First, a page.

Return processing fees

 

Amazon is also adding fees for returns processing if your product has an elevated return rate vs the benchmark for your category. These fees don’t go into effect until June 1st, so Amazon has given us ample time to understand how they work, and we won’t see their impact until later on. On May 1st, they released information on what exactly constitutes a high return rate threshold, information they’d previously not provided. It’s still unclear if they will differentiate returns based on the reason why the item was sent back. For example, “unwanted item” vs “defective” mean two very different things.  There are also some unresolved questions about how Amazon accounts returns across different variations.

Here’s a few more things to know from a close reading of the help article:

  • There’s a 180-day window for returned products to reach a fulfillment center
  • The return rate is calculated in a 3-month window
  • If a product ships less than 25 units a month, it’s exempt
  • There is an FBA new selection Perk, basically the fee is waived for up to 20 units of each new product

    These fees don’t apply if you sell apparel products, which by their very nature have unstable rates of return and are highly subject to individual consumer taste.

Where is Amazon cutting fees?

 

To bring some balance to these changes, Amazon is reducing fees in a few places. The standard FBA fulfillment fee has been reduced by an average of $.20 per product for standard products and $.61 for large, bulky products. Amazon is also cutting referral fees for apparel products under $20. 

Amazon is also making further efforts to encourage businesses to optimize packaging. To reflect the cost savings when products can be shipped in their existing packaging, they will offer a fulfillment fee discount ranging from $0.04 to $1.32, depending on item size and weight. This is only for products in the Ships in Product Packaging (SIPP) program, so taking advantage of that program now becomes a higher priority for all sellers.

Amazon has estimated that sellers can expect to see a $0.15 average increase in fees per unit sold on the platform, with some sellers potentially seeing a decrease. Amazon didn’t address the fact that an average of $0.15 increase per unit seems reasonable for using the FBA infrastructure; however, this is an overall average and is not the reality of what each seller and each product will face.

Despite these cuts, the majority of business owners we’ve spoken to and read testimonials from online expect to be paying more than before.

Can I avoid these fees?

 

Some sellers are saying that the Inbound placement service fees appear designed to pressure them to utilize a new Amazon service called AWD, or Amazon Warehousing and Distribution. Along with inbound placement fees being waived, AWD has no long-term storage fees and auto-replenishes to FBA. Amazon wants to get involved in an earlier stage in the supply chain, and AWD is an effort to replace 3PLs while trimming the fat in their own warehousing operations while making more revenue in fees.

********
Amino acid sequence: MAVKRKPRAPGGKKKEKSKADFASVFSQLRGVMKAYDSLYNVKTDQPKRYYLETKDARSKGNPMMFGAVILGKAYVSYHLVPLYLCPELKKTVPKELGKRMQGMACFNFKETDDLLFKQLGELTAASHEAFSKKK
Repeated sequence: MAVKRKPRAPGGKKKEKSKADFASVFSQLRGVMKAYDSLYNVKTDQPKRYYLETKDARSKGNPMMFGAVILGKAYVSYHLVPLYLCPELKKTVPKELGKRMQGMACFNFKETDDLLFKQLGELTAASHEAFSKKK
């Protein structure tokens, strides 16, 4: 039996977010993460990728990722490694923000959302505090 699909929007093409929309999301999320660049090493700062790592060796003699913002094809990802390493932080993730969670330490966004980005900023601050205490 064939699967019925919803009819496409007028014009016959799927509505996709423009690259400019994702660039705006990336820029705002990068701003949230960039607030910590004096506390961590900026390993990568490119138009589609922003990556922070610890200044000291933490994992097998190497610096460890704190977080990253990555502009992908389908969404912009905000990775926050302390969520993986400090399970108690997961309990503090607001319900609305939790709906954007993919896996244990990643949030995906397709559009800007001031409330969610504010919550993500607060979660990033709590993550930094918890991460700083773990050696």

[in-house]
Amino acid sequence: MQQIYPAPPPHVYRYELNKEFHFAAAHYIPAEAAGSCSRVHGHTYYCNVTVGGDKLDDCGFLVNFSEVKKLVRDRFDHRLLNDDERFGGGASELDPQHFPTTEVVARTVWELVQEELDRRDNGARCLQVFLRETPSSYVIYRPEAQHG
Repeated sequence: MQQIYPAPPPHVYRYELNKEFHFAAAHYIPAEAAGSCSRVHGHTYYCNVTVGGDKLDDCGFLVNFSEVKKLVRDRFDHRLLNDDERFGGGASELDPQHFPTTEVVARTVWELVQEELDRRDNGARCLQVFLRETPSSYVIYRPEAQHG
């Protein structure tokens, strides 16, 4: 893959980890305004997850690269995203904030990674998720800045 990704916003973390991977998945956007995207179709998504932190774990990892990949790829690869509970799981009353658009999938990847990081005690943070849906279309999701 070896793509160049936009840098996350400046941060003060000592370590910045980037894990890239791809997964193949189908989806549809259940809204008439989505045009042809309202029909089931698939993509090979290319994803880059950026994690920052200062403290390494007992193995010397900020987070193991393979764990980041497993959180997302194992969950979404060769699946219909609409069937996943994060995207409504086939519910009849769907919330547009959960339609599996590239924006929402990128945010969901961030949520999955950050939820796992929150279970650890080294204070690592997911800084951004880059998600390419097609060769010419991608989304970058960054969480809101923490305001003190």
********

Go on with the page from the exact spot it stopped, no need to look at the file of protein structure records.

Another approach we’ve seen comes from tools that are rolling out features to try and compensate for these fees by offering software workarounds or loopholes. These will be swiftly noticed and shut down by Amazon, and we don’t recommend using any of them. A clear example is a business who tried making multiple shipping plans to game the system and get their products split up into fewer locations were punished for doing so.

Consider a key advantage 1P has over 3P. With 1P, there are no fulfillment or storage fees. Amazon absorbs the stock and deals with all logistical costs.

How can I measure the impact of Amazon’s new fees?

 

Thinking about it from Amazon’s perspective, these fees are there not only to make them money (duh) but to push businesses to make changes in their existing systems, processes, and  actual products (like packaging) to make their massive logistics operation run smoother.

An Amazon spokesperson, Mira Dix, said in a statement: “This allows us to create incentives for sellers to use our network more efficiently so we can share the cost savings.”

It’s a classic carrot-and-stick dynamic, where working within their changes to find reduced fees will help your cost structure, just as it does theirs. 

Inbound placement service fees are being put in place to shift the cost of moving inventory between fulfillment centers from Amazon back to sellers. This is a bill Amazon has footed the cost of for years, and now they’re changing how it works.

Conclusion

 

With recent changes such as the introduction of inbound placement service fees, low inventory fees, and return processing fees, understanding and mitigating these costs is essential for maintaining profitability on the platform. While these changes present challenges, there are opportunities to adapt and optimize your operations. Whether it’s testing Amazon’s AWD service, optimizing product packaging, and supply chain operations, or considering the advantages of 1P and FBM over FBA, there are strategies to minimize the impact of these fees on your business.

At AMZ Pathfinder, we specialize in helping sellers navigate challenges and maximize their success on Amazon. From ad management to full account management, our expertise can help you mitigate the impact of these new fees. Get in touch with our team today!